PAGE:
We’re now well into the GDPR era. Is your company GDPR compliant? If so, congratulations! You’ve conquered what can be a daunting (and costly) process for companies that handle the personally identifiable information (PII) European Union (EU) residents. If not, you can at least rest in some solace that you are not alone. Nearly 40% of organizations report they are not yet fully GDPR compliant. There are two different ways to look at it, is GDPR a headache or an opportunity?
Approach 1: It’s a headache. Some companies view GDPR as a necessary evil that eats up money, time and resources; a sunk cost of doing business in the EU and a means to avoid fines of up to 4 percent of global revenue or €25 million. And no one can deny that GDPR compliance is costly to implement. According to a PWC Survey, 68 percent of U.S.-based companies expect to spend $1 million to $10 million on compliance.
Approach 2. It’s an opportunity. At the same time, forward-thinking companies can approach GDPR as a competitive advantage.
The GDPR competitive advantage is long-term
Your compliance is a positive decision-making factor for the many consumers who are troubled by the avalanche of stolen personal data—and shifting their buying behavior accordingly. Consider the findings from one recent study of 7,500 consumers in the EU and the US:
- 62 percent of respondents would blame the company, not the hacker, for their lost data.
- 72 percent of respondents would boycott a company that appeared to disregard the protection of their data.
- 50 percent of all respondents would be more likely to shop at a company that could prove it takes data protection seriously.
Being GDPR-compliant is proof that a company values data privacy. This is a boost to consumer confidence—a long-term competitive advantage that can more than offset costs compliance costs. And your customers will know. They will look for the telltale signs of GDPR—the opt-in browser message, the consent questions and updated policy notifications—to tell if your organization is in compliance.
Leverage GDPR to take control of data assets
In addition to increasing consumer confidence, companies can further leverage their GDPR competitive advantage by approaching it as an opportunity to gain better control of valuable data assets by:
- Developing a deeper understanding of where your highest-priority data assets lie.
- Exploring new data processes, such as more efficient ways to process customer data.
- Identifying ways to reduce data-related costs such as data storage.
- Designing and implementing a security infrastructure that reflects industry best practices.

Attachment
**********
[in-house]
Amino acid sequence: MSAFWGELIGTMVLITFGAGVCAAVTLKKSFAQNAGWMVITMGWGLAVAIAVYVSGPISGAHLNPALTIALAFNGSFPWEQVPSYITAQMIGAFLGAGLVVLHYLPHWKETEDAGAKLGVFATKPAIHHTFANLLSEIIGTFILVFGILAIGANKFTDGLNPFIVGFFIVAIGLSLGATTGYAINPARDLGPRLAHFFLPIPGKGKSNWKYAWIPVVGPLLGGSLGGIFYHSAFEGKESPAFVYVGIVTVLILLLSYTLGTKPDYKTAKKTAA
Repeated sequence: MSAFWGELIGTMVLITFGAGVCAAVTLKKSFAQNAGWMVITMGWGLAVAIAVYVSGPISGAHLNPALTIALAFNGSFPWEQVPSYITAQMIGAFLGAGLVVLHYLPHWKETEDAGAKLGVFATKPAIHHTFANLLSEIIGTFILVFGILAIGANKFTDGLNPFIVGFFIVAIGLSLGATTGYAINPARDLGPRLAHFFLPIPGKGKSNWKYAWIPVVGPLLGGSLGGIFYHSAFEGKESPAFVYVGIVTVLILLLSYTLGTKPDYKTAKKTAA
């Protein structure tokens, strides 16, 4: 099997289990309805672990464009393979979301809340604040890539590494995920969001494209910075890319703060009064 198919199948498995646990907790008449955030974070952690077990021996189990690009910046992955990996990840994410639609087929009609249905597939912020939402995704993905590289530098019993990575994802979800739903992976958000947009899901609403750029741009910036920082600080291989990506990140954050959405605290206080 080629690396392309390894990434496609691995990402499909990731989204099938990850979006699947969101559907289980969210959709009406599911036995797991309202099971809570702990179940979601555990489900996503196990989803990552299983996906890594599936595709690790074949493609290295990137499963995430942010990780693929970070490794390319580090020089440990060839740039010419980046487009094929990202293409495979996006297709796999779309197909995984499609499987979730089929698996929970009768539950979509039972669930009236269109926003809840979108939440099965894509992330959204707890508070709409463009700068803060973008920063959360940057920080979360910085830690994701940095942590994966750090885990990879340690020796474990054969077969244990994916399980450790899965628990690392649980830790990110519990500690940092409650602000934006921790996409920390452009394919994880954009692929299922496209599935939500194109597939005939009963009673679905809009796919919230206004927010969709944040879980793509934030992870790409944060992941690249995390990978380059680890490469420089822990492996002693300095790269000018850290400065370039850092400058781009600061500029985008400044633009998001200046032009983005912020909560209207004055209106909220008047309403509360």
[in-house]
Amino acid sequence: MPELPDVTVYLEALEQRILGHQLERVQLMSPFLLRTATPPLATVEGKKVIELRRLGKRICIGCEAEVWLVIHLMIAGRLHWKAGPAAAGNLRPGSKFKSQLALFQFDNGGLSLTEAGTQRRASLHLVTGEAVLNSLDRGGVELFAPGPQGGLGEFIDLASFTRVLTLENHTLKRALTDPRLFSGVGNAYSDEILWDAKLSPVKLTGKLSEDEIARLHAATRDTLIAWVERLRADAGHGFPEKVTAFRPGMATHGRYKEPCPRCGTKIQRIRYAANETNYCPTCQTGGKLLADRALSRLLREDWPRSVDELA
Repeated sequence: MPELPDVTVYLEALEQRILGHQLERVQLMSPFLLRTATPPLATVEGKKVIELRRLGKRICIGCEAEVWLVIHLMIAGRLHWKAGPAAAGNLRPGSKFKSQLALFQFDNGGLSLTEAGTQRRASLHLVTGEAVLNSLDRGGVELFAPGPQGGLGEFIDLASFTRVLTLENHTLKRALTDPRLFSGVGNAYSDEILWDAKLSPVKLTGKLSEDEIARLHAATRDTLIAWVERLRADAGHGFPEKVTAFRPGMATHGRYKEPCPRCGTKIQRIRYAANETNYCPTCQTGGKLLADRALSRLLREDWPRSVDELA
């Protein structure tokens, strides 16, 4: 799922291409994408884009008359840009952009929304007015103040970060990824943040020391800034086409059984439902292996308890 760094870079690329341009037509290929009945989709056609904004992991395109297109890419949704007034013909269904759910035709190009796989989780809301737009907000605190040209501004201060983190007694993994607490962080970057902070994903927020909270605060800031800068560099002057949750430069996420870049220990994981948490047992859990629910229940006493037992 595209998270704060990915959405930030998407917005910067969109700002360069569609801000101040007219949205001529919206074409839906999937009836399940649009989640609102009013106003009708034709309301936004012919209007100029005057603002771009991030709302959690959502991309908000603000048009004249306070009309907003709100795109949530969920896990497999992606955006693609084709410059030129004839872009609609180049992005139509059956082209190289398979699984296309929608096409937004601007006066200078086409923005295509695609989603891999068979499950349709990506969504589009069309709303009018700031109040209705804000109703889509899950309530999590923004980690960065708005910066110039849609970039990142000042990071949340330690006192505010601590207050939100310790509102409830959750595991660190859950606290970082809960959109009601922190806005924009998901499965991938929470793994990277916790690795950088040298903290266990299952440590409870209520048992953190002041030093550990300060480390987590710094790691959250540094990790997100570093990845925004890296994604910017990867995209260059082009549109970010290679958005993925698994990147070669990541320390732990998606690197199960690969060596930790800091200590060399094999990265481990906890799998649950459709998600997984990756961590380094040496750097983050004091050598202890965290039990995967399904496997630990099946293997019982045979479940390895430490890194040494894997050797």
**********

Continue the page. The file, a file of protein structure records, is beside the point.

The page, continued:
Multifactor authentication helps keep you at the top
How can organizations keep their GDPR competitive advantage? Success rides on long-term, continuous efforts to reduce the reputational and financial risks of a data breach.
For example, two key factors that GDPR regulators will use to assess fines include 1). How users are authenticated; and 2). How users gain access to personal data.
With this in mind, businesses should deploy a strong authentication solution that provides users with access to only the data they need, where and when they need it. In addition, authentication solutions should not detract from user productivity or be a hassle to administer—look for solutions that make it simple to accurately provision and de-provision access.
The Verizon 2018 Data Breach Investigations Report suggest the best authentication method is next generation multifactor authentication (MFA). One example is our own DigitalPersona® composite authentication solution which offers a broad range of identification factors (biometric, behavioral, risk-based, contextual) to reduce dependencies on user-selected passwords.
Maintaining GDPR compliance is a global priority that requires solutions from global-minded businesses like Crossmatch. See how we’re helping organizations of all sizes and in all industries meet a wide range of security, convenience and compliance challenges. Read more >
Jeff Carpenter is Director of Identity and Access Management solutions at Crossmatch. In this role, he is responsible for evangelizing Crossmatch’s DigitalPersona® solution. In his 10+ years in cybersecurity, Jeff has held positions with a number of top tier cybersecurity and technology companies, most recently he was with RSA, a Dell Technologies company. Jeff earned a Bachelor of Science degree in Business Administration from Creighton University in Omaha, Nebraska. He holds both a Certified Information Systems Security Professional (CISSP) and a Certified Cloud Security Professional (CCSP) designation.